The UK has taken the necessary radical action to tackle the credit crisis, can cope perfectly well with higher government debt, and should stage a strong economic rebound thanks to the competitiveness of its manufacturing sector.
If you are about to tune out from what sounds like just another speech by Gordon Brown, then you may be startled to learn that these decidedly un-doomy predictions are in fact from Nouriel Roubini, the dour-faced economist universally known as Dr Doom for forecasting the credit crisis, the recession and the collapse of the finance industry as we knew it.
Mr Roubini, a professor at New York University, is currently, rightly famous – because he was consistently, famously right.
"If you want to be very negative you would say that there were only three things that led the UK to high growth in the last decade or so – finance, housing and government – and all three are in trouble now, so how will the UK grow? But what I would say on the other side is that the UK is still the fifth-largest manufacturing power in the world. A weak pound will lead to a recovery in exports. The labour market in the private sector is more flexible in the UK. Just look, for example, how many Japanese auto plants are based in the UK. It has a sound basis for economic recovery later next year."
The tone of the professor's remarks would be music to the Prime Minister's ears, except that a careful read of the lyrics suggests caution. An economic recovery "later next year" was not on the songsheet of Alistair Darling at his Budget last month. His economic forecasts predict the stirrings of growth later in 2009, and the Government's tax and borrowing needs are based on those more optimistic predictions.
Nonetheless, the outspoken Mr Roubini is notably withholding his venom. "We are more bearish than the consensus, on the US as well as the UK," he says. "Maybe we will be proven right, maybe wrong. Most important is whether a country is able to pursue the policies that will lead to a recovery in 2010 and 2011. The UK has taken more radical action to take over financial institutions that are insolvent. It is expensive and it is difficult in the short term, but it is the basis for credit and for an economic recovery over time."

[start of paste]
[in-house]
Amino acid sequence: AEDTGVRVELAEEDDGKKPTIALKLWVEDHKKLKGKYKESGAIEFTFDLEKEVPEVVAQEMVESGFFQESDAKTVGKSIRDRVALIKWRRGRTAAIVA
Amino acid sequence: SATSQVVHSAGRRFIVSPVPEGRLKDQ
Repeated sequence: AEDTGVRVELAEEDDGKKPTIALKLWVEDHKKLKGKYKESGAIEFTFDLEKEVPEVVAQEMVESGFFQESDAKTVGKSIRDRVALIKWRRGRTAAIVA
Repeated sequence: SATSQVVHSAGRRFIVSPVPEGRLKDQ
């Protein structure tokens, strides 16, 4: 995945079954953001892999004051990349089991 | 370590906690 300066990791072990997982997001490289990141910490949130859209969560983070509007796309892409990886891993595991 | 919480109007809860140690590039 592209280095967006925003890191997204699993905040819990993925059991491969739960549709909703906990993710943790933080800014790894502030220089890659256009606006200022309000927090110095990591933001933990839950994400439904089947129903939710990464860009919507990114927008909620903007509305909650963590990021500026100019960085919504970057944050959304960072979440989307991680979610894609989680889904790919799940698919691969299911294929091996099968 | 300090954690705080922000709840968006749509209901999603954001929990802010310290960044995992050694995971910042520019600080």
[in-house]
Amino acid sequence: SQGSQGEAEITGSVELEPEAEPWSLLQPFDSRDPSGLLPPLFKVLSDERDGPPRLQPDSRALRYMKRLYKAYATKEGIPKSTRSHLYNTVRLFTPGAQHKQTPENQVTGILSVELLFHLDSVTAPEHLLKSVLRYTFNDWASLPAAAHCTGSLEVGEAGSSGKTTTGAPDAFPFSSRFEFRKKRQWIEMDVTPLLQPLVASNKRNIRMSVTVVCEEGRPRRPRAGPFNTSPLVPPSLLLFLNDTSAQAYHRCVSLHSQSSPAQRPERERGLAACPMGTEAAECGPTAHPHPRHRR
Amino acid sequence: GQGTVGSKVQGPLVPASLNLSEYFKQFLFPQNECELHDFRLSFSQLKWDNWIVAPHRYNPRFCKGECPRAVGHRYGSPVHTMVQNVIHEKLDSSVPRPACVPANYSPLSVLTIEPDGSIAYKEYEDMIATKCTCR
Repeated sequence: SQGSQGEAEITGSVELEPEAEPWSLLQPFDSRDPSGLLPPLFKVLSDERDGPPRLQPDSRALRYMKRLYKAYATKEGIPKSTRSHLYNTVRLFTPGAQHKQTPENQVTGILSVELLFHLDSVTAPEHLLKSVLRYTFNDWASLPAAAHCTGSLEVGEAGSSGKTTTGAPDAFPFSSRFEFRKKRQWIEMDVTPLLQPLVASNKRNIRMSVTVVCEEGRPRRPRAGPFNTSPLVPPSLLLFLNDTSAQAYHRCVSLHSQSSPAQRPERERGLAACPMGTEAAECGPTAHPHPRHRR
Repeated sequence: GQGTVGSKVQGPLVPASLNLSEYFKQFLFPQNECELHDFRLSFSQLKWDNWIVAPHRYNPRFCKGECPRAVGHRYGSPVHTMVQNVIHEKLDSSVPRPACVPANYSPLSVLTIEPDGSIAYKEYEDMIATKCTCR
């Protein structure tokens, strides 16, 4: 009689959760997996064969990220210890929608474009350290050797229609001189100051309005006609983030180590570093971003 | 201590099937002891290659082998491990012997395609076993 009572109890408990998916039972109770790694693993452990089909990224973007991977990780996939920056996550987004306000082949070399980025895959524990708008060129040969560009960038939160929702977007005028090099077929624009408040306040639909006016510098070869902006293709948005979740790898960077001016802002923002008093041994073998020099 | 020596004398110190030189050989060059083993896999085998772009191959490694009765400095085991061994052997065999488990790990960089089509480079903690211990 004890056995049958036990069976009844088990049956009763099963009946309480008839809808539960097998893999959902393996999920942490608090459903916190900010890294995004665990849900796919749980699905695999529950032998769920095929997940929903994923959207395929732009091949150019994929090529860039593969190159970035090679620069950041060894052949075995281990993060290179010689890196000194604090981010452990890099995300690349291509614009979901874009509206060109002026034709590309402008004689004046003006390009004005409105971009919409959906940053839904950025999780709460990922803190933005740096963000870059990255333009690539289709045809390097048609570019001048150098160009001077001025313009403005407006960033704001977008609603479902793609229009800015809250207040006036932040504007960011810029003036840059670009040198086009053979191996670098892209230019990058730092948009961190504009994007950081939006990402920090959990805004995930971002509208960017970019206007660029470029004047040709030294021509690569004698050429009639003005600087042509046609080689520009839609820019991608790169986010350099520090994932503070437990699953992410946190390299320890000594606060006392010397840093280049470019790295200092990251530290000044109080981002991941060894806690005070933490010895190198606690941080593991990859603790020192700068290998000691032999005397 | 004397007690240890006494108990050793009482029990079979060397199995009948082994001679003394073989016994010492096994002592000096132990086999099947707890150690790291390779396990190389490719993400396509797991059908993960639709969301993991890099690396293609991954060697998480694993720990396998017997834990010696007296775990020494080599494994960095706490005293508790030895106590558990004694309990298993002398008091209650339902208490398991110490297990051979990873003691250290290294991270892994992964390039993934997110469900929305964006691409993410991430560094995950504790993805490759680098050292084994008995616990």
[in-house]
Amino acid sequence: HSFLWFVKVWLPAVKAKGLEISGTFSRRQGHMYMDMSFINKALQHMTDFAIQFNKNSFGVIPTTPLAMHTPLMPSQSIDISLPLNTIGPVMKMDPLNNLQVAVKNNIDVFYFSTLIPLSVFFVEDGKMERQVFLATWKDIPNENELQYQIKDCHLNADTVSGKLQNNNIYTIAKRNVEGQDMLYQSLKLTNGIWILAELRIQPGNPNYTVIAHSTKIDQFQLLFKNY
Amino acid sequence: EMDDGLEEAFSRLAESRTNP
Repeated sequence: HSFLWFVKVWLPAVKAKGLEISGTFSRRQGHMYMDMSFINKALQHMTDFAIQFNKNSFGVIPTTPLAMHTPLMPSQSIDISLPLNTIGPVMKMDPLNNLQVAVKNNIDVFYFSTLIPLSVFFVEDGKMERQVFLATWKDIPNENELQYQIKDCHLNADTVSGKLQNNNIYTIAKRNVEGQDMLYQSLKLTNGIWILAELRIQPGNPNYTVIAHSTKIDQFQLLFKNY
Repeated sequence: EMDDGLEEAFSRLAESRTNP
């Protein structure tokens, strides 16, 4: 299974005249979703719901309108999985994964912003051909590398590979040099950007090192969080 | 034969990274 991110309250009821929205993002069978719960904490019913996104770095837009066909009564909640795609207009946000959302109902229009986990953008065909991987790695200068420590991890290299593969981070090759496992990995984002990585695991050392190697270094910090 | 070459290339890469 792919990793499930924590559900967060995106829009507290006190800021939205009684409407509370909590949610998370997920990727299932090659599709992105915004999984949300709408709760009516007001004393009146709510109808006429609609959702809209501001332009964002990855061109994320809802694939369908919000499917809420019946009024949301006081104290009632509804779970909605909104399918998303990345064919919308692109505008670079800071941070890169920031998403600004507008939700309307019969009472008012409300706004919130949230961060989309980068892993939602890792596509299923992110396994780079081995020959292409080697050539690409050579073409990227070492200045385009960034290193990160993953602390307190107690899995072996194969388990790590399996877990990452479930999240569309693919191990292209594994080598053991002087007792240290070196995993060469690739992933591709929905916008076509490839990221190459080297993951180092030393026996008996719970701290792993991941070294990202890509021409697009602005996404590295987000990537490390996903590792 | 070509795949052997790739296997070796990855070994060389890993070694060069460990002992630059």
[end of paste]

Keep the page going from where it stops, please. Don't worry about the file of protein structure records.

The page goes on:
The world divides into those whose governments can afford to backstop the financial system – such as the US – and those that cannot – among which Mr Roubini mentioned Ireland. The UK can. The British government's debt is "challenging ... but basically financeable", he says.
He cautions nonetheless that the Government must tread carefully. "Markets get nervous, spreads widen, downgrades happen, and even a country that does not have debt that is too high might find itself with issues refinancing its debt." But again, the UK, he says, "is not Iceland".
We're conducting the interview over the telephone, but you can hear him almost smile. "I'm not Dr Doom, you know. I prefer to be called Dr Realist."
The unique accent – mixed and matched from his four languages – is familiar now from his television appearances and his public speaking, for which he is in great demand. What is less familiar is how reasonable he sounds. Perhaps it is because he is less doomy now, since the actions of policymakers have taken a global depression and a financial panic off the table.
"I was one of those predicting a 24-month recession in the US; the optimists said this would be an eight-month recession, but they got it wrong. I will be the first to call a bottom when I see one. The consensus is that the US recession will be over in June. I see it ending in December, so it is only six months difference. I am not a perma-bear. A nickname is just a nickname. My views are not particularly extreme."